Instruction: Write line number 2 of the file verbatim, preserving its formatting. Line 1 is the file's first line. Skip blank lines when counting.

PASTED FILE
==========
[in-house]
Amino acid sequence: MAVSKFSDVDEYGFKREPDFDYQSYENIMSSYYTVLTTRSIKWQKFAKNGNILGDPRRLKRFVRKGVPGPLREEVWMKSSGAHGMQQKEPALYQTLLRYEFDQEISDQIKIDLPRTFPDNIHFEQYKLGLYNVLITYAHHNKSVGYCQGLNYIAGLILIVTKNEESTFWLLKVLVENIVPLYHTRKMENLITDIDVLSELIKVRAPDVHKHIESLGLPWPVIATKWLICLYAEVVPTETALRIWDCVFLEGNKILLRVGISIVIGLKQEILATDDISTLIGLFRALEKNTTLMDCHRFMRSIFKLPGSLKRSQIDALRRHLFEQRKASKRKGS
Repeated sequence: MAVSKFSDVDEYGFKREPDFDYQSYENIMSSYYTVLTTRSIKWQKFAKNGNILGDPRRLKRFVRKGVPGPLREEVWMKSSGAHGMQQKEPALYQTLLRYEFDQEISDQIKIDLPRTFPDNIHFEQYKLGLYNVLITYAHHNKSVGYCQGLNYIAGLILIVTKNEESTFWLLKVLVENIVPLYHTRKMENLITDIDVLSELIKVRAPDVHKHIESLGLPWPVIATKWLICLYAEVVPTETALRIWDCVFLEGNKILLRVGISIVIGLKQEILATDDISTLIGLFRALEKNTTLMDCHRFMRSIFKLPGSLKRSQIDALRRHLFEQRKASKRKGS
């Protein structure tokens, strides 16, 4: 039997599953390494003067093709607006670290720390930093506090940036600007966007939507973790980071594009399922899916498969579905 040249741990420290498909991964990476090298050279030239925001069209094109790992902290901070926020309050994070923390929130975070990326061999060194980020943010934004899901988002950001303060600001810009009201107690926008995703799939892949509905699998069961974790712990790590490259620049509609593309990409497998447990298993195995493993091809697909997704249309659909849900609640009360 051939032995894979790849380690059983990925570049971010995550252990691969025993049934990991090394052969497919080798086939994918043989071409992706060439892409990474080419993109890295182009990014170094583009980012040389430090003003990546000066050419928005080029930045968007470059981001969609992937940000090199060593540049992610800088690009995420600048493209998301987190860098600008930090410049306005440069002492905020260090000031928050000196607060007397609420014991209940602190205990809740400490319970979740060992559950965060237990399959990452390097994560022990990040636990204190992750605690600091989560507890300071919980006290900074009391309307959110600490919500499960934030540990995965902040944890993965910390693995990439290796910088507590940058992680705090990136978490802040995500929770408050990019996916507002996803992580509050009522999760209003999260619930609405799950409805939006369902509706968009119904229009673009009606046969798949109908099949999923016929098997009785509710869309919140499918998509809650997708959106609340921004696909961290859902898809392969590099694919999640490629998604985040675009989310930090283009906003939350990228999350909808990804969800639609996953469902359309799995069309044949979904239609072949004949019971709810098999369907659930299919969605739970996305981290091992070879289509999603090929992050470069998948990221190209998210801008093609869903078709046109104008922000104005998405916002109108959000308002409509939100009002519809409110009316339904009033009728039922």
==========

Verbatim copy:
Amino acid sequence: MAVSKFSDVDEYGFKREPDFDYQSYENIMSSYYTVLTTRSIKWQKFAKNGNILGDPRRLKRFVRKGVPGPLREEVWMKSSGAHGMQQKEPALYQTLLRYEFDQEISDQIKIDLPRTFPDNIHFEQYKLGLYNVLITYAHHNKSVGYCQGLNYIAGLILIVTKNEESTFWLLKVLVENIVPLYHTRKMENLITDIDVLSELIKVRAPDVHKHIESLGLPWPVIATKWLICLYAEVVPTETALRIWDCVFLEGNKILLRVGISIVIGLKQEILATDDISTLIGLFRALEKNTTLMDCHRFMRSIFKLPGSLKRSQIDALRRHLFEQRKASKRKGS